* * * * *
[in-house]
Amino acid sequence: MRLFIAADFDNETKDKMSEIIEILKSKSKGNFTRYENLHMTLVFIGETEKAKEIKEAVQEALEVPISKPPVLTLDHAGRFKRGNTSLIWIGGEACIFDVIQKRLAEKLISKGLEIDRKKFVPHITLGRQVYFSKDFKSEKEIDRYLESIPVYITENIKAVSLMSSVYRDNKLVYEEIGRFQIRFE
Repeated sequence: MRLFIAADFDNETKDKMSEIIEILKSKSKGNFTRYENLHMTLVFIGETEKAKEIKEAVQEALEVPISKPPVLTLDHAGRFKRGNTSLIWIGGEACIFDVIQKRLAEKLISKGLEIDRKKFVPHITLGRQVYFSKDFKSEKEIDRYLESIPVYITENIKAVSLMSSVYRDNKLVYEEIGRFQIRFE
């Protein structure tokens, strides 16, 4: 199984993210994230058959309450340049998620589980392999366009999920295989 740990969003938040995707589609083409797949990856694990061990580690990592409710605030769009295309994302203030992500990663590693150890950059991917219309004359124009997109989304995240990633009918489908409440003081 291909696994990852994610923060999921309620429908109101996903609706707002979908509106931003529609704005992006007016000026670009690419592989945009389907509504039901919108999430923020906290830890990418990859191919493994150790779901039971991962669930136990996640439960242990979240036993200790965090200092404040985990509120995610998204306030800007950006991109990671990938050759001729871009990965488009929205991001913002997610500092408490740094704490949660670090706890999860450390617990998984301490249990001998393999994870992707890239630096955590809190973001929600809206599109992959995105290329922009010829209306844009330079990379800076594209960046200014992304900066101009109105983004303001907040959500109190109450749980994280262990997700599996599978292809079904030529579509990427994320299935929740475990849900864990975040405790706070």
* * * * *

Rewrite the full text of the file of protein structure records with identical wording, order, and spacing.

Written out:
[in-house]
Amino acid sequence: MRLFIAADFDNETKDKMSEIIEILKSKSKGNFTRYENLHMTLVFIGETEKAKEIKEAVQEALEVPISKPPVLTLDHAGRFKRGNTSLIWIGGEACIFDVIQKRLAEKLISKGLEIDRKKFVPHITLGRQVYFSKDFKSEKEIDRYLESIPVYITENIKAVSLMSSVYRDNKLVYEEIGRFQIRFE
Repeated sequence: MRLFIAADFDNETKDKMSEIIEILKSKSKGNFTRYENLHMTLVFIGETEKAKEIKEAVQEALEVPISKPPVLTLDHAGRFKRGNTSLIWIGGEACIFDVIQKRLAEKLISKGLEIDRKKFVPHITLGRQVYFSKDFKSEKEIDRYLESIPVYITENIKAVSLMSSVYRDNKLVYEEIGRFQIRFE
């Protein structure tokens, strides 16, 4: 199984993210994230058959309450340049998620589980392999366009999920295989 740990969003938040995707589609083409797949990856694990061990580690990592409710605030769009295309994302203030992500990663590693150890950059991917219309004359124009997109989304995240990633009918489908409440003081 291909696994990852994610923060999921309620429908109101996903609706707002979908509106931003529609704005992006007016000026670009690419592989945009389907509504039901919108999430923020906290830890990418990859191919493994150790779901039971991962669930136990996640439960242990979240036993200790965090200092404040985990509120995610998204306030800007950006991109990671990938050759001729871009990965488009929205991001913002997610500092408490740094704490949660670090706890999860450390617990998984301490249990001998393999994870992707890239630096955590809190973001929600809206599109992959995105290329922009010829209306844009330079990379800076594209960046200014992304900066101009109105983004303001907040959500109190109450749980994280262990997700599996599978292809079904030529579509990427994320299935929740475990849900864990975040405790706070």